Trump harshly criticized the WHO for its response to the coronavirus pandemic and accused it of bowing to Chinese influence. The Trump administration formally notified the UN last week of its withdrawal from the WHO, although the withdrawal will not take effect until July 6, 2021.

“We have a basic consensus with the WHO that virus tracing is a scientific problem and that it requires international scientific research and cooperation from scientists around the world,” ministry spokesman Hua said in a daily briefing. “The WHO also believes that virus tracking is an ongoing problem, which may involve multiple countries and regions, and will also conduct similar inspections in other countries and regions as needed.”

The WHO has confirmed the visit of an epidemiologist and animal disease specialist, but has not provided information on their agendas while in China. The virus causing the deadly disease COVID-19 is believed to have originated from bats and then jumped into humans through an intermediary species, possibly the anteater-like pangolin that is prized in China for its scales used in Chinese medicine. and its meat.

In Japan, more than 30 Marines tested positive at Futenma’s US Air Station in Okinawa, where infections among US service members have rapidly increased to more than 90 since last week. Okinawa is home to more than half of the approximately 50,000 Japanese-based American soldiers.

Confirmed cases have also been found at three other Okinawa bases: 22 at Camp Hansen, one at Camp Kinser and one at Camp McTureous. Authorities said movements of people in Futenma and Camp Hansen have been restricted and that large-scale virus tests are underway.

In other parts of the world, the number of infections has increased dramatically in India, South Africa and Brazil, whose virus-denying president has tested positive.

India, which has the most confirmed virus cases after the United States and Brazil, reported a record daily increase of 28,701 new cases on Monday. Authorities in several cities are re-establishing strict blockades after trying to loosen things up to revive a crisis economy.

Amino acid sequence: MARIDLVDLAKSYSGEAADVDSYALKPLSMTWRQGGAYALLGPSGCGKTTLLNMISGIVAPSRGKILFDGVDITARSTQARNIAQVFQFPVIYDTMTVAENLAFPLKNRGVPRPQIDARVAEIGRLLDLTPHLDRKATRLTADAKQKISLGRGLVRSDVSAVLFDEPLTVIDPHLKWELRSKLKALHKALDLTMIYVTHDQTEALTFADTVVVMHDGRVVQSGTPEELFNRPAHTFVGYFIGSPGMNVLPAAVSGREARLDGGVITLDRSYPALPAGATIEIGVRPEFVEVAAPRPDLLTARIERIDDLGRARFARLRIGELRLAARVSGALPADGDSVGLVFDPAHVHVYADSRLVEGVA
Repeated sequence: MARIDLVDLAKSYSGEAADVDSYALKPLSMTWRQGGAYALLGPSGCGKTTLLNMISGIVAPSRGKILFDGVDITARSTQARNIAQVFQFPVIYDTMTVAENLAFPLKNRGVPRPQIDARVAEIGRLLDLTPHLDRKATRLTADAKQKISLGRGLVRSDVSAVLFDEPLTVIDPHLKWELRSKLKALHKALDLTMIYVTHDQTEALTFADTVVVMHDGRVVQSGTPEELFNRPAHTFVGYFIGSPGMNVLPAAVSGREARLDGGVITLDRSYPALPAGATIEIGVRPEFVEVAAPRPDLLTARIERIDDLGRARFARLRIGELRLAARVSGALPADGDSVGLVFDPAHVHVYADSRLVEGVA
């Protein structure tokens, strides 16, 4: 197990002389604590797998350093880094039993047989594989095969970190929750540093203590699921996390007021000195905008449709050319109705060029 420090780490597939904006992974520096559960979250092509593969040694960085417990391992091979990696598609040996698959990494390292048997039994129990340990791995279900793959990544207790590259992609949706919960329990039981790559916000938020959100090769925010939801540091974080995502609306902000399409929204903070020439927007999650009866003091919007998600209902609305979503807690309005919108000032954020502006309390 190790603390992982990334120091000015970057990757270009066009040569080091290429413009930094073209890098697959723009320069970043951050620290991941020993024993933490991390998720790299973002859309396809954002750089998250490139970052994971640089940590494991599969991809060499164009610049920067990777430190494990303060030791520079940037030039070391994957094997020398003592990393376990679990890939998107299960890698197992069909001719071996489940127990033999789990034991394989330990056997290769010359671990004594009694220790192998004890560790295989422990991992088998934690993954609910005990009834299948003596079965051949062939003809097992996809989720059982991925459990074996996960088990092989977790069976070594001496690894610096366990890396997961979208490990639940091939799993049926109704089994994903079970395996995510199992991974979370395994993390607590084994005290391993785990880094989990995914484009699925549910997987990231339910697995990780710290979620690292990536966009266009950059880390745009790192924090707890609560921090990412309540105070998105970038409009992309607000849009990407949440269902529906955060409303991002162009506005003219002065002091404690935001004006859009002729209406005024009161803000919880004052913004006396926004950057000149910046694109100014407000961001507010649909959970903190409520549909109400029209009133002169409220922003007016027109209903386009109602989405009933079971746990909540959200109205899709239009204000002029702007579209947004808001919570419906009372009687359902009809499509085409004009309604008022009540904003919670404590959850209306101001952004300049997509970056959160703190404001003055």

Coronavirus - South Africa

COVID-19 patients treated with oxygen at the Tshwane District Hospital in Pretoria, South Africa[JeromeDelay/[JeromeDelay/[JeromeDelay/[JeromeDelay/AP photo]

In South Africa, which accounts for more than 40 percent of all reported coronavirus cases in Africa, President Cyril Ramaphosa said Sunday that the country would again ban the sale of alcohol to reduce the volume of people needing emergency treatment so that hospitals have more beds. to treat patients with COVID-19.

South Africa is also restoring the night curfew to reduce traffic accidents and has made it mandatory for all residents to wear face masks in public.

“We are taking these steps fully aware that they impose unwanted restrictions on people’s lives. However, they are necessary to overcome the peak of the disease,” Ramaphosa said in a letter to the nation on Monday.

“There is no way to avoid the coronavirus storm. But we can limit the damage it can cause to our lives.”

In France, the government was considering requiring the use of masks in all interior public spaces amid a small increase in virus infections and a major drop in public surveillance. Greece was seeking a ban on church and village fairs and tighter tourism-related controls after a recent increase in confirmed coronavirus cases.